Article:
After all this the machine was still occasionally hesitating (losing steps?) during the X-Y movements for several seconds, but I did not notice anything on the Z axis. Maybe it was but I did not notice. But now the Z seems to be diving during the cut?
It could be a USB issue (bad cable or not enough current from your USP port) or overheat of the driver chips?
It looks like it may have missed some steps going around the main curve?
Also it looks like some of the smaller circle cutouts are a bit oblong? Or are they ellipses? That “tilted circle” effect is usually happens when a belt it loose.
When my aluminum cuts went bad it was in in the deep cuts about 80% down. I think it was runout in my 1/8" bit adaptor. The bit would hit against the cuts sides, deflect into the material taking a more aggressive cut. (It would always do this in the same spot, something about the motion and geometry) This would cause it to flex and deflect even more. In some cases binding and breaking the bit. I switched from a profile cut with 100% of the bit, to a pocket cut.
I made an outline of the object 40% of the bit width larger and cut the outline as a pocket with a 40% step over so it was done in 2 passes. I did this for all but the last 1.3mm. Then I did a normal profile cut with tabs on the remainder.
The extra bit of clearance in the cut made the difference.
Hi Aaron, thanks, and sorry my file is not available, maybe the problem is on their server.
I am wondering now that you mention it if it might be the USB as well. I as wondering if it might be the Arduino but if it is just the USB I would be thrilled.
Yes I agree with your assessment of the bit hitting the walls. I have seen that as it gets toward the bottom, sometimes it will start to bounce. I put in the stiffener mod this week so keeping an eye on that. As a note I cut through quite a few aluminum parts prior to this in the last few days with little problem. The only persistent problem has been the hesitating on axis movement. It sits still for several seconds then begin moving again. This has been going on both prior to and after I did my voltage tuning. Do you think this is caused by a loose connection in the USB port?
I am wondering as I was out of the room at the time but in the pics above when it went crazy I swear it stopped and lifted up on the Z axis and set down again like it was starting the part all over. This was just before I intervened to stop the part. USB?
Yes you are right on the belt tightening I saw the ellipse as well and need to do that again.
One way the Z axis gets off is a loose connection or missed steps keeps it from rising up when it should so it just keeps going deeper.
But the Z axis moving when it shouldn’t is bad. That could be a bad controller.
My XC started to get a lot more “sloppy” suddenly, it turned out it was one of my Z axis wheels. The bolt was slightly bent and the eccentric nut hole was stretched out just a bit. So it would not tighten up properly.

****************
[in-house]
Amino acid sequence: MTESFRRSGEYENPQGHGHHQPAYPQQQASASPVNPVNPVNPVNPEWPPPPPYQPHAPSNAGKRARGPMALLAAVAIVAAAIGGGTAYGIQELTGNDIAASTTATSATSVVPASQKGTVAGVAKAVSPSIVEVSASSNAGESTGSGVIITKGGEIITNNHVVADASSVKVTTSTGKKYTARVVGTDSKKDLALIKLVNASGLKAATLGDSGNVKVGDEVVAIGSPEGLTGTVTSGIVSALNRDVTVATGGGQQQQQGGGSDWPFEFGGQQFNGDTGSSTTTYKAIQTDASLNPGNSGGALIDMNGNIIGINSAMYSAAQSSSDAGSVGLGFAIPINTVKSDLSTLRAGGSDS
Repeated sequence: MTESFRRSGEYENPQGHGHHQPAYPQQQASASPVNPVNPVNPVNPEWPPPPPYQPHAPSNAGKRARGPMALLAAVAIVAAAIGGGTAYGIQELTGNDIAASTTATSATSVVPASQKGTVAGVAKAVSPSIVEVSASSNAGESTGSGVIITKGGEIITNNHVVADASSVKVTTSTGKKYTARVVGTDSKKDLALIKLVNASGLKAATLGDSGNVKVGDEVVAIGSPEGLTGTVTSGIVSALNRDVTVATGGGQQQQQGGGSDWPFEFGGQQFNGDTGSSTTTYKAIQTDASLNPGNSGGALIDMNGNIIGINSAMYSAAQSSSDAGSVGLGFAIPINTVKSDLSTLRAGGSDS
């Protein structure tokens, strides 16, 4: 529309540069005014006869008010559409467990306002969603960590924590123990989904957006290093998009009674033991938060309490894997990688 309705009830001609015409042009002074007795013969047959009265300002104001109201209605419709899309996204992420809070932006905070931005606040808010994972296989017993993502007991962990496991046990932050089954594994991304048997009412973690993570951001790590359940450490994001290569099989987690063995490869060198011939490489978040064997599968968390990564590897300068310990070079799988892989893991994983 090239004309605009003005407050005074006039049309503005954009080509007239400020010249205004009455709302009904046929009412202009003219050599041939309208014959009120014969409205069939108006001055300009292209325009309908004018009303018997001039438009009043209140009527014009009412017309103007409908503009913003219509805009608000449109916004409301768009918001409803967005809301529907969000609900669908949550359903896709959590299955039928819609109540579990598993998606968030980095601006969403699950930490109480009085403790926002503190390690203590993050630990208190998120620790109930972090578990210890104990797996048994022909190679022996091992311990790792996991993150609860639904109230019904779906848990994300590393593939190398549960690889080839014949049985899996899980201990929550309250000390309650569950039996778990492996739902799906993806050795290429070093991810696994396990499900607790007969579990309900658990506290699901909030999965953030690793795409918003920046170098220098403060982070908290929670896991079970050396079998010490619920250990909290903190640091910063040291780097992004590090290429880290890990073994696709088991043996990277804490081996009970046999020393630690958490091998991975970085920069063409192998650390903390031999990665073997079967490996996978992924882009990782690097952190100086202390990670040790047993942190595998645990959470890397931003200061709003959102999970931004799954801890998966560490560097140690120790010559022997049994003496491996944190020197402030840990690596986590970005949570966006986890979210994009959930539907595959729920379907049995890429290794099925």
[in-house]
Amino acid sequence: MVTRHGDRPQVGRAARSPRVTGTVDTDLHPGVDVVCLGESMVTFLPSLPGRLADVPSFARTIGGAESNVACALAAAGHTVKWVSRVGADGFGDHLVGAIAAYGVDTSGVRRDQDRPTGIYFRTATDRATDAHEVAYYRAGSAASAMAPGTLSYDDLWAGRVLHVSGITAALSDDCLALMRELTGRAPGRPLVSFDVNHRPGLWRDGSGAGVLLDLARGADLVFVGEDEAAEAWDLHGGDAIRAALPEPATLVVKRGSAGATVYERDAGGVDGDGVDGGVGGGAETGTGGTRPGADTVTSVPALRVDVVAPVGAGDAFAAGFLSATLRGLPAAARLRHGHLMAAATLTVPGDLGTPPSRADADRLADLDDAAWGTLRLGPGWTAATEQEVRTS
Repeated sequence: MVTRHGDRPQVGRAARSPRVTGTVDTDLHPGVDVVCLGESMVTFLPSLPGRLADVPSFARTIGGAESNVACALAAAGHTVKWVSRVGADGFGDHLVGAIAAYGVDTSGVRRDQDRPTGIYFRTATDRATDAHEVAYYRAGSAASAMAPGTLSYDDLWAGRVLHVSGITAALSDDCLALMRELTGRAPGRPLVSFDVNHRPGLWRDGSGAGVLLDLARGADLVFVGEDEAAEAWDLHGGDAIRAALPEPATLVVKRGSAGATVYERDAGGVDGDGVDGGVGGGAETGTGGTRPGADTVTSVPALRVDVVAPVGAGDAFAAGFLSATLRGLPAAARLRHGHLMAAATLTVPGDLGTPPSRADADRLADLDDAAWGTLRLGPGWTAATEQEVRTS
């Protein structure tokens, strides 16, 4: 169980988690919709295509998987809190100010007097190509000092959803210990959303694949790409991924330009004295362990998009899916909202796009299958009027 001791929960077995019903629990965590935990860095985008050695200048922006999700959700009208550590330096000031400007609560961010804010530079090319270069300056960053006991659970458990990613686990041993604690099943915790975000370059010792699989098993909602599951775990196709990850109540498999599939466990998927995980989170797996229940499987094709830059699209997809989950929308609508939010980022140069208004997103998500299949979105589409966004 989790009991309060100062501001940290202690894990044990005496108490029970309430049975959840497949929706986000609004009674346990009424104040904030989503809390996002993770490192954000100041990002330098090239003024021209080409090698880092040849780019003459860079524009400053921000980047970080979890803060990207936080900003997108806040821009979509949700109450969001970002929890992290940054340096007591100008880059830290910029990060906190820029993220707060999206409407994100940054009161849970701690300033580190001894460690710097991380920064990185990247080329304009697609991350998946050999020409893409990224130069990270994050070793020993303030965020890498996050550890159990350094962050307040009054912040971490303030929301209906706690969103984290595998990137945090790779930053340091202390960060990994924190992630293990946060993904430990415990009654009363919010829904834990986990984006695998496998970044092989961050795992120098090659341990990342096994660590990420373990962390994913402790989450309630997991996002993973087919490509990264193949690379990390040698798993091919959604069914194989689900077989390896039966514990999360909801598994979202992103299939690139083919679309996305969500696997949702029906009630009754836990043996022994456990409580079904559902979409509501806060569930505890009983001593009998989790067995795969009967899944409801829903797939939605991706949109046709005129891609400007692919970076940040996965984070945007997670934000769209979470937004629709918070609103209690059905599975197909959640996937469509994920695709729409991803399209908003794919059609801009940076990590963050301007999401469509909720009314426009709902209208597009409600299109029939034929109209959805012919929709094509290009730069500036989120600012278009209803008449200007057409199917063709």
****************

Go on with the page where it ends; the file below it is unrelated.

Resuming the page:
It probably happened when I had things crash and the force bent it.
The major USB issues seem to be:
The supplied cable goes bad. A few people had this happen, swapping cables fixed it.
The Adriano is actual powered off the USB connection so if your ports can’t supply enough current strange things can happen. Adding a powered USB hub will fix this by providing stable current to the Adriano.
I would double check that you don’t have any aluminum filings in your controller housing, just to be safe.
Yes you really got me thinking as I know the USB connections are very sloppy on my laptop, so I need to address that first. I had a couple good slams also, 1. when I thought I had it set on MM and it was on inches during the set home process, and 2. you can see from the pic some real grinding halts. Not sure how these dramatic halts effect or can overload the Arduino board.
My unit is not where any filings can get at it but yes always good to check that.
Have you calibrated your machine; NOT the same as adjusting the voltage.
How much wood have you cut on your machine?
Have you performed any X or Y rigidity mods?
Aluminum on a non rigid machine is pretty tough. Especially as a first project.
I hate to say it, but Easel’s CAM is not the always the best. Using Fusion 360 or a different CAM package may be better. Their cutting strategies are much smarter such as adaptive cutting, chip relief, helix and ramping during cutting, etc etc…
Good software can workaround hardware issues that the X-Carve has (I.E. a weak Z axis).
If you are sticking with Easel, at least lower the Plunge speed. A lower plunge speed will give the bit more time to cut the material before the X-Y operations begin.
The stock unit is going to have some issue with cutting aluminum and when the bit is forcing along a cut for a while the resistance can cause the code to get a little warped in the translation… also determining on the bit you are using. Lots of these guys do aluminum fairly regular so someone should see what is going on!